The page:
Dallas Green,
Senior Advisor to Pat Gillick


“John was one of my closest friends. Our relationship began over 40 years ago when he signed with the Phillies. He was not only a true baseball man but also an ardent hunter. Over the years, we spent a lot of time together on deer stands and in duck blinds.

“One of Vuk’s outstanding qualities was his innate ability to tell it the way it was. You always knew exactly where he stood on any issue whether it pertained to baseball or not.

“I will miss him and greatly appreciate his years of service to the Phillies organization both on and off the field.”
Ruly Carpenter,
Former Phillies Owner


“He was the best friend I had. He was a man’s man, a very honest person.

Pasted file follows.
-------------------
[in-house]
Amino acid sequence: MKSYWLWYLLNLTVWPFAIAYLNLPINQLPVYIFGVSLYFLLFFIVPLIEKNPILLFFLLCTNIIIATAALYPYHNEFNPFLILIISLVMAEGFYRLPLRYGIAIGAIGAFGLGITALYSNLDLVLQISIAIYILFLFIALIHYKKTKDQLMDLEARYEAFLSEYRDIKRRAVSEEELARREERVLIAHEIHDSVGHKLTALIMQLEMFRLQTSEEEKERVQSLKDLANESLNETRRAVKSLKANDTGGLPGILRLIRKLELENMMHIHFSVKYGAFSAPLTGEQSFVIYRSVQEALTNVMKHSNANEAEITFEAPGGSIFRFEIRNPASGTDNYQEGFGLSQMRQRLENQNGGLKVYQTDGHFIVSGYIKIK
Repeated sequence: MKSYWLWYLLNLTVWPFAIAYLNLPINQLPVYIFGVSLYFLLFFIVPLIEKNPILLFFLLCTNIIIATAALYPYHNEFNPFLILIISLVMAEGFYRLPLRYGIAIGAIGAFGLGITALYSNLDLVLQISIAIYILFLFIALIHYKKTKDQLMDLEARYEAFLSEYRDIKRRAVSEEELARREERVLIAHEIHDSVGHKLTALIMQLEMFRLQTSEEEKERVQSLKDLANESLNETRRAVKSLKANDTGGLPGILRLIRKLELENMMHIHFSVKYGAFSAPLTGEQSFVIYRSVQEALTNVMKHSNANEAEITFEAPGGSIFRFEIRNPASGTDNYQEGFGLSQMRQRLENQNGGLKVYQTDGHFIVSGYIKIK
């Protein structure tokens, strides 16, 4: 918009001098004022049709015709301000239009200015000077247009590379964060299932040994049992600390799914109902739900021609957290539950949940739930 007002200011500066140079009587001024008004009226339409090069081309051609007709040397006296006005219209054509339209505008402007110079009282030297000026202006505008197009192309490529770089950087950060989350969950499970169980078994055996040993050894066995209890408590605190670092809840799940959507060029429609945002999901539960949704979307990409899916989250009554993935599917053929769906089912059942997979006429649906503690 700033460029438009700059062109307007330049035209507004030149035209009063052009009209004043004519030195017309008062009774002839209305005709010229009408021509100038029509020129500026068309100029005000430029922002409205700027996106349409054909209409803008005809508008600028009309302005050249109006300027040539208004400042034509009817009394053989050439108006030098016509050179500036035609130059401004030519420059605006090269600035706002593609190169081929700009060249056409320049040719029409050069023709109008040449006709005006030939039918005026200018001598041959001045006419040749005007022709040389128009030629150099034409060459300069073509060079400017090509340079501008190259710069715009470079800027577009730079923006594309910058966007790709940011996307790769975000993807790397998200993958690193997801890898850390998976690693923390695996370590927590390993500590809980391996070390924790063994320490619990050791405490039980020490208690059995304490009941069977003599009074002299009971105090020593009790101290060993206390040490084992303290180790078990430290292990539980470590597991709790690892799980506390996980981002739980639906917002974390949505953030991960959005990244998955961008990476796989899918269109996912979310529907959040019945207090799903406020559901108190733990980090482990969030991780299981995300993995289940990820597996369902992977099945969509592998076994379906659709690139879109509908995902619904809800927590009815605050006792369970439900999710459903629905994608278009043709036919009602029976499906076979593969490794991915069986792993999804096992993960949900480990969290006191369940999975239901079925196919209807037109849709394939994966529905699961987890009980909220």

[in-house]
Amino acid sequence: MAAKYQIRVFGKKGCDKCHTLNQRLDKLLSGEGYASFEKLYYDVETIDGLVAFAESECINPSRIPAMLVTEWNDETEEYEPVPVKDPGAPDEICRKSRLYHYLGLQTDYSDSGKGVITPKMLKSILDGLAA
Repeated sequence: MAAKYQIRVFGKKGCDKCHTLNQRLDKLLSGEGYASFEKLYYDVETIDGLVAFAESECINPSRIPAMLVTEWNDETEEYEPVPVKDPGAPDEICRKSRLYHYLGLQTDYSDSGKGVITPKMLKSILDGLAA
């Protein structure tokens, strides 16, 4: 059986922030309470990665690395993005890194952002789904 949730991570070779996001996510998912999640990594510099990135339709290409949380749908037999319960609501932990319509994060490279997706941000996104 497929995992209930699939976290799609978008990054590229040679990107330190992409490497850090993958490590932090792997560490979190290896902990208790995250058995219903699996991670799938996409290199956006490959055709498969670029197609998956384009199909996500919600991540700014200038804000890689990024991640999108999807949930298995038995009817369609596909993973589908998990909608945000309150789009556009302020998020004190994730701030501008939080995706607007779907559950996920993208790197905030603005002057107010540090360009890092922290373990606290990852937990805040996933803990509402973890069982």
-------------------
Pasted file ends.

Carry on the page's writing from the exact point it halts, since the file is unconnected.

“As a teammate and long-time friend I am saddened at the passing of John Vukovich. He was a favorite of mine, being the first major league player I met upon signing in 1971, a teammate in triple-A Eugene in 1972, a long-time teammate in Philly, and an opponent with the Reds and Cubs. He affected countless of us in the years he gave to baseball as a player and coach. While he will most be remembered for his defensive skills at third base, I will most remember his charm, smile, and endearing wit. The Phillies family has lost another lovable and treasured member. Donna and I join everyone in prayer for Bonnie, Vince, Nicole, and the rest of the Vukovich family during this difficult time.”
Mike Schmidt